Cole Tucker … is one of the Pirates’ top prospects on the infield, as most of his 22,000 Twitter and Instagram followers probably know.

Montana DuRapau and Geoff Hartlieb … are both in the bullpen, not to mention a duet on beating the odds to get this close to the majors. Hartlieb was drafted in the 29th round, DuRapau in the 32nd. That’s pretty much starting at the back of the line.

Alex McRae … had this rather strenuous major league debut for Pittsburgh last August, pitching against the Chicago Cubs. The first five batters he faced were 2016 World Series MVP Ben Zobrist, Jason Heyward (who made the famous rain-delay speech for the Cubs in Game 7 of that Series), 2018 National League MVP runner-up Javier Baez, veteran Ian Happ and former IU slugger Kyle Schwarber. Welcome to the big leagues. He went groundout, groundout, double, strikeout, strikeout.

Trayvon Robinson … before this season, had not gone to the plate for an affiliated baseball team since Sept. 7, 2015. He’s been in independent baseball since then. But at last check, he was hitting over .400 for the Indians.

Mitch Keller … is a top Pirates pitching prospect who is Indiana Pacers Doug McDermott’s cousin’s cousin. Not sure exactly what relation that is, but at least it gets him good tickets to the Pacers.

Did we leave anyone out? Right, the pitching coach.

lop-hickerson-bryan.jpgBryan Hickerson … was 21-21 as a major league pitcher, did some coaching in the Giants system in 1998, and started working in the Pirates organization in 2016. About the gap in between—he went around the world offering ministerial help, including for the U.S. military. Did that for 14 years out of his home in Warsaw, Indiana.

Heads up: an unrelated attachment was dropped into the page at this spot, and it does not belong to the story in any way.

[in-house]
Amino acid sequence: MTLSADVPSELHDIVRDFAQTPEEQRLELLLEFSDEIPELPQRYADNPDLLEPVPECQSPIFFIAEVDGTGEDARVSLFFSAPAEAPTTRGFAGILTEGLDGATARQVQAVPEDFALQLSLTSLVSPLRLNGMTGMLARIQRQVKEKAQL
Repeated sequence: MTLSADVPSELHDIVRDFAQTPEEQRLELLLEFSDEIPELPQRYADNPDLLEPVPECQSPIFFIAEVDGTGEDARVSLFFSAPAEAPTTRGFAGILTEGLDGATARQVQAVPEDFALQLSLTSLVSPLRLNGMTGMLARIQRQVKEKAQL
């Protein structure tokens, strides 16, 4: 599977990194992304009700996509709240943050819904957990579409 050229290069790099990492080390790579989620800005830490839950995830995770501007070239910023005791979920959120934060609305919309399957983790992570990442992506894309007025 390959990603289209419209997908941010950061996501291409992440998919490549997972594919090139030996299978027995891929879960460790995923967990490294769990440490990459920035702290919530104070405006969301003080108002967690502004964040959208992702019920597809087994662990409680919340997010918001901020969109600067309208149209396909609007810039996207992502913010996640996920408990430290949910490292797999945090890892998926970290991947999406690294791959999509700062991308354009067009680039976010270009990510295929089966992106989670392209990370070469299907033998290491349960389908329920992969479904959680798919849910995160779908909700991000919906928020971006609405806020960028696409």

“We flew in Blackhawks right to the front line in Afghanistan to visit troops in remote forward operating bases. I’ll never forget that,” he said the other day. “The same thing in Iraq and Kosovo. That’s a pretty special pressure in what they do; it really makes baseball seem like a game. It is just a game.

“We went outside the wires so to speak, in a convoy to bring hot food to soldiers who hadn’t had it in two weeks. I don’t know if I’d say fear, because I trusted who I was with. But when you’re told, ‘Mr. Hickerson, the only time you’re going to get out of this vehicle is if it’s on fire,’ that’s your briefing for the trip … that was riding through IED country on that. But I told commanders, ‘I will go wherever you’ll take us.’ And they took us. Guys were out there saying, ‘What are you doing out here? Nobody comes out there.’”

When he counsels any struggling Indians pitchers this summer, he can always tell them the journey to the majors might seem hard, but it’s not so imposing after you’ve made a trip along roadside bombs.•


Lopresti is a lifelong resident of Richmond and a graduate of Ball State University. He was a columnist for USA Today and Gannett newspapers for 31 years; he covered 34 Final Fours, 30 Super Bowls, 32 World Series and 16 Olympics. His column appears weekly. He can be reached at mjl5853@aol.com.